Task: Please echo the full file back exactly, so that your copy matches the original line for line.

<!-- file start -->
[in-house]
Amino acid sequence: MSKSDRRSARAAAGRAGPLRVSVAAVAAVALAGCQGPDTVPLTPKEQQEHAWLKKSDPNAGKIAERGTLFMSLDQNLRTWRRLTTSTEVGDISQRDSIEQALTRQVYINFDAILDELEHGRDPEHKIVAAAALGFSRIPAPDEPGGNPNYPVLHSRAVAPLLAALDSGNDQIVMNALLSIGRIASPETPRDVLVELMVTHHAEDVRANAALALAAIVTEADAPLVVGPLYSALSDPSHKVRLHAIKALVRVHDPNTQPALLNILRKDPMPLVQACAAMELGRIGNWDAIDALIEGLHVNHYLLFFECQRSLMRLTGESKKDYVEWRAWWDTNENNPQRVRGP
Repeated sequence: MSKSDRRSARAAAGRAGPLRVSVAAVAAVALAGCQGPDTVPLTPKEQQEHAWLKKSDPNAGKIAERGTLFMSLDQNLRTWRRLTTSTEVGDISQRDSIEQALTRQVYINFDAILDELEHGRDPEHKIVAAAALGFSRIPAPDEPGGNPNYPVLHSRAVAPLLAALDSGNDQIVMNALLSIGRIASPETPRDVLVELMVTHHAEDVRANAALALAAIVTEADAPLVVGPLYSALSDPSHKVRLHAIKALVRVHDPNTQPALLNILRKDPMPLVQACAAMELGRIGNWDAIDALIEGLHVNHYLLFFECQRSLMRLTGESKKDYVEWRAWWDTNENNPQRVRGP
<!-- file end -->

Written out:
[in-house]
Amino acid sequence: MSKSDRRSARAAAGRAGPLRVSVAAVAAVALAGCQGPDTVPLTPKEQQEHAWLKKSDPNAGKIAERGTLFMSLDQNLRTWRRLTTSTEVGDISQRDSIEQALTRQVYINFDAILDELEHGRDPEHKIVAAAALGFSRIPAPDEPGGNPNYPVLHSRAVAPLLAALDSGNDQIVMNALLSIGRIASPETPRDVLVELMVTHHAEDVRANAALALAAIVTEADAPLVVGPLYSALSDPSHKVRLHAIKALVRVHDPNTQPALLNILRKDPMPLVQACAAMELGRIGNWDAIDALIEGLHVNHYLLFFECQRSLMRLTGESKKDYVEWRAWWDTNENNPQRVRGP
Repeated sequence: MSKSDRRSARAAAGRAGPLRVSVAAVAAVALAGCQGPDTVPLTPKEQQEHAWLKKSDPNAGKIAERGTLFMSLDQNLRTWRRLTTSTEVGDISQRDSIEQALTRQVYINFDAILDELEHGRDPEHKIVAAAALGFSRIPAPDEPGGNPNYPVLHSRAVAPLLAALDSGNDQIVMNALLSIGRIASPETPRDVLVELMVTHHAEDVRANAALALAAIVTEADAPLVVGPLYSALSDPSHKVRLHAIKALVRVHDPNTQPALLNILRKDPMPLVQACAAMELGRIGNWDAIDALIEGLHVNHYLLFFECQRSLMRLTGESKKDYVEWRAWWDTNENNPQRVRGP